Yes, Eve sinned first because she was the first to disobey God's clear command.
No, this does not "indicate that somehow Eve's sin didn't, on its own, count", as you ask.
Of course the woman's sin 'counted', for all sin is disobedience to God, whether witting or unwitting. With her, it was witting. "All that is not of faith is sin", Romans 14:23. She did not do what she did in faith of God, but in faith of the deceiver whose temptation she was attracted by. Her sin certainly counted in God's eyes, and it counted against her insofar as she suffered the penalty for her disobedience - death.
However, Adam chose to then follow the woman into the same sin, for himself. He need not have done that. He could have decided that, come what may, he would remain faithful to his Creator and not partake of what was forbidden. He would know that the woman would die for her sin, but his faith in God could have surmounted the thought of such a dreadful loss, trusting in God to bless in some way or other. That is why Adam is culpable for sin entering into the world. It only entered into the woman with her disobedience, but once it also entered into Adam, and the two sinners remaining together would produce offspring, thus sin would spread to all men [i.e. people, not just the male of the species] - Romans 5:12.
Until sin entered into the world (as opposed to just one female) the rot could have been stopped. The sinful woman would have been banished and she would have died. Adam chose not to lose his partner, but cast in his lot with her. His act of solidarity with her was an act of faithlessness as well as disobedience against his Creator, so it was sin upon sin.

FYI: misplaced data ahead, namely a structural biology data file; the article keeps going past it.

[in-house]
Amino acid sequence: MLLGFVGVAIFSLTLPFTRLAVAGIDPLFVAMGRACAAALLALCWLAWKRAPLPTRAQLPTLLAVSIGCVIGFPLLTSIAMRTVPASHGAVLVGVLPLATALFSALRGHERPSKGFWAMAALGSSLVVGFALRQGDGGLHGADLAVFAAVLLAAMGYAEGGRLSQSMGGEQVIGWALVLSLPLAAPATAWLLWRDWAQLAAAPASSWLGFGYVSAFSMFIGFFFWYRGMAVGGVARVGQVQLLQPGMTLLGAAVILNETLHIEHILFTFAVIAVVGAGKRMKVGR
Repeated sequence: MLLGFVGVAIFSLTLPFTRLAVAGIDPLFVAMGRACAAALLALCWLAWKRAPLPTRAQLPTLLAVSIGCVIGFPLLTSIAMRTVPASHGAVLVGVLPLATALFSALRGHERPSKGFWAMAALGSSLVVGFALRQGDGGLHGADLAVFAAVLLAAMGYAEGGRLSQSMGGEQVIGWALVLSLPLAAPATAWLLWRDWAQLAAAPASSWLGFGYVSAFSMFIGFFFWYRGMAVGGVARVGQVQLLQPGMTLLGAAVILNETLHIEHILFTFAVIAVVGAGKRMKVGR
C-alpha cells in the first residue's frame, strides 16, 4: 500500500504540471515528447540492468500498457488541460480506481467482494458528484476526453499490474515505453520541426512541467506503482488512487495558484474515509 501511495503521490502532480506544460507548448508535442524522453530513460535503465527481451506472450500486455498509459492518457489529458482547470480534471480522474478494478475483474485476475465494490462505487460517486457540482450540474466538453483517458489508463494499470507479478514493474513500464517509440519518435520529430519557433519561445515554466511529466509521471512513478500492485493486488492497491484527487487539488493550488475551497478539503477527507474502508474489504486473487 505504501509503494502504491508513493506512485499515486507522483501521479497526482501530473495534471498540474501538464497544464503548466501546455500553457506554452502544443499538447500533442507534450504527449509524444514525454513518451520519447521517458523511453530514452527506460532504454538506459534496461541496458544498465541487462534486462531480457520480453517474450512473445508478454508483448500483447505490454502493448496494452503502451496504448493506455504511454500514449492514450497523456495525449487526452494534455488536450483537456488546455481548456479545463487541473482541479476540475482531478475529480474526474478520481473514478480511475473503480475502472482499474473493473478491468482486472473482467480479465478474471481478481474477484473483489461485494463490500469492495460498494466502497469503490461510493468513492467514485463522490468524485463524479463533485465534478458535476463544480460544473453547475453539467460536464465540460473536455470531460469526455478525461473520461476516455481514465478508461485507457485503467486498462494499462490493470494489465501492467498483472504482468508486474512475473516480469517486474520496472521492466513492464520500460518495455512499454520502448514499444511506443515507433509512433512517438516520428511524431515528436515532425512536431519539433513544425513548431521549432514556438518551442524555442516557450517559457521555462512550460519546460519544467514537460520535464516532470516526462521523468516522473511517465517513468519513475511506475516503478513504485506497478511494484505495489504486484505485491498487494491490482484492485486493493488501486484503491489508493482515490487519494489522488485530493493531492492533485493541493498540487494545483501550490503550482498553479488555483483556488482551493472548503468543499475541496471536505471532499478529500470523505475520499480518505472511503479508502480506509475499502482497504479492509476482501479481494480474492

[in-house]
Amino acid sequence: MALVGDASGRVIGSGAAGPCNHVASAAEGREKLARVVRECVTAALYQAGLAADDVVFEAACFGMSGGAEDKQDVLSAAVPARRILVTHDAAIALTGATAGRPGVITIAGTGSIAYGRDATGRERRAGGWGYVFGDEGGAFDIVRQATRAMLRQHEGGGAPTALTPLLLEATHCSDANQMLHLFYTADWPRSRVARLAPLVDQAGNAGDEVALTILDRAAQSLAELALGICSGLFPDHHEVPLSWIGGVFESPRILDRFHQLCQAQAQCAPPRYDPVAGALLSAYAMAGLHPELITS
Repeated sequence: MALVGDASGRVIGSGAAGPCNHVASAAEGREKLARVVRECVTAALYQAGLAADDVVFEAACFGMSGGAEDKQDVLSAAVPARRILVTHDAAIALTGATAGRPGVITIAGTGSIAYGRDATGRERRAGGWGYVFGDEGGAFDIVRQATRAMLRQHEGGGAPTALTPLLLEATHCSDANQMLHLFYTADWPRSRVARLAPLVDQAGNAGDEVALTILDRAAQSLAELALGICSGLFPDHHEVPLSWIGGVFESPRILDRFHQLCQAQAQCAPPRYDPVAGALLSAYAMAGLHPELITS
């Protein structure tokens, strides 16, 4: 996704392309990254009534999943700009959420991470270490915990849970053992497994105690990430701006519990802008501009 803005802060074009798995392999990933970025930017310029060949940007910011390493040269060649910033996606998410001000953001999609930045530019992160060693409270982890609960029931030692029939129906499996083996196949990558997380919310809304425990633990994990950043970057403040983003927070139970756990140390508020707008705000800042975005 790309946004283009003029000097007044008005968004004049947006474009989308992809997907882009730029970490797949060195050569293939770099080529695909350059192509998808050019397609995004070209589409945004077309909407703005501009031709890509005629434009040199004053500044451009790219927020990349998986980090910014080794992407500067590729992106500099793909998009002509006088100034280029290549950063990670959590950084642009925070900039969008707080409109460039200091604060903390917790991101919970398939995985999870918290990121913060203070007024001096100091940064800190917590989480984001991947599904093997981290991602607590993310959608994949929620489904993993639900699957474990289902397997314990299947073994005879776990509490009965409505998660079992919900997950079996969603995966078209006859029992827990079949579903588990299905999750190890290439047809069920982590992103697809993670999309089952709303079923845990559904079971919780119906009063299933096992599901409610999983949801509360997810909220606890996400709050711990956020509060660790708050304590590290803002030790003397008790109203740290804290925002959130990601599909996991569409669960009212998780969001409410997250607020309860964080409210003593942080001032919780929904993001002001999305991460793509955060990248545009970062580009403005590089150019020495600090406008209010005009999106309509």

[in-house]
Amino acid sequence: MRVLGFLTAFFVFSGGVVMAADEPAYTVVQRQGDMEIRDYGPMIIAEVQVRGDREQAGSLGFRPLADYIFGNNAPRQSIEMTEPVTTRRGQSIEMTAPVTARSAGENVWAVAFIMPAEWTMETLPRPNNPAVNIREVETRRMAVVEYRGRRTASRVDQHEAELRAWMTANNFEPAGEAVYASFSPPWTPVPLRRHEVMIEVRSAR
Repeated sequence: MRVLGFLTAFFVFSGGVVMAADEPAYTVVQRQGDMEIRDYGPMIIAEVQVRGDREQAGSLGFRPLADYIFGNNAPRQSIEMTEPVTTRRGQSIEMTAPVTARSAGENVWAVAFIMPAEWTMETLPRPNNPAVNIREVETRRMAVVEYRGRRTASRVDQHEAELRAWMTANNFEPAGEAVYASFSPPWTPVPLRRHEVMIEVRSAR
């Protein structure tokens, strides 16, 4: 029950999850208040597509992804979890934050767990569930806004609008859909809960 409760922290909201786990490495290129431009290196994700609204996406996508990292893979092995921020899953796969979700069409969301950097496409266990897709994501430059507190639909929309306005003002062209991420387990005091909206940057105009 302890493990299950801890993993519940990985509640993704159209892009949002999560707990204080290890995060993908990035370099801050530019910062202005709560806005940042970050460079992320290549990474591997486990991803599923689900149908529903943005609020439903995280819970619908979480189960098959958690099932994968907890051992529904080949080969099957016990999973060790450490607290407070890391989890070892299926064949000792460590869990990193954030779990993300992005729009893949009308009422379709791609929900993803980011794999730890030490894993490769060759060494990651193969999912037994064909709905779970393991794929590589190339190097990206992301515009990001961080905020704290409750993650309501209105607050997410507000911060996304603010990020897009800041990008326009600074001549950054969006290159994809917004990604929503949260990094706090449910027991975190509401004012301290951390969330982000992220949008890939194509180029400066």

That is why the first Adam is culpable. He, not the woman, is accountable for the consequences of his decision that led to the whole world being lost in sin, and not just humanity, for the whole of creation groans due to sin (Romans 8:20-23).
The first woman's sin was never 'covered' for any length of time by the first Adam, nor could it ever be covered until God's plan of redemption was worked out in the fulness of time. Yet God, in love, covered the first couple with tailored animal skins before casting them out of Eden. He gave them hope that he had a plan in place to deal with the consequences of their sin, notwithstanding the physical death that was bound to come. And the covering of clothes dealt with their new-felt shame (sense of guilt). The woman would give birth to 'seed' - and that would result in the 'serpent's head' being crushed under that one's bruised heel. God gave them hope by assuring them that children would be birthed and, in faith, Adam then named the woman 'Eve' - mother of all living.
Not until the promised 'seed' came, dying faithful to God in unspoiled, unbroken relationship, could his spilled blood serve as the only 'covering' for sin there has ever been, to those who believe.
So, the answer to your question is, "No, Adam did not 'cover' Eve's sin until he sinned by transgressing his relationship with God."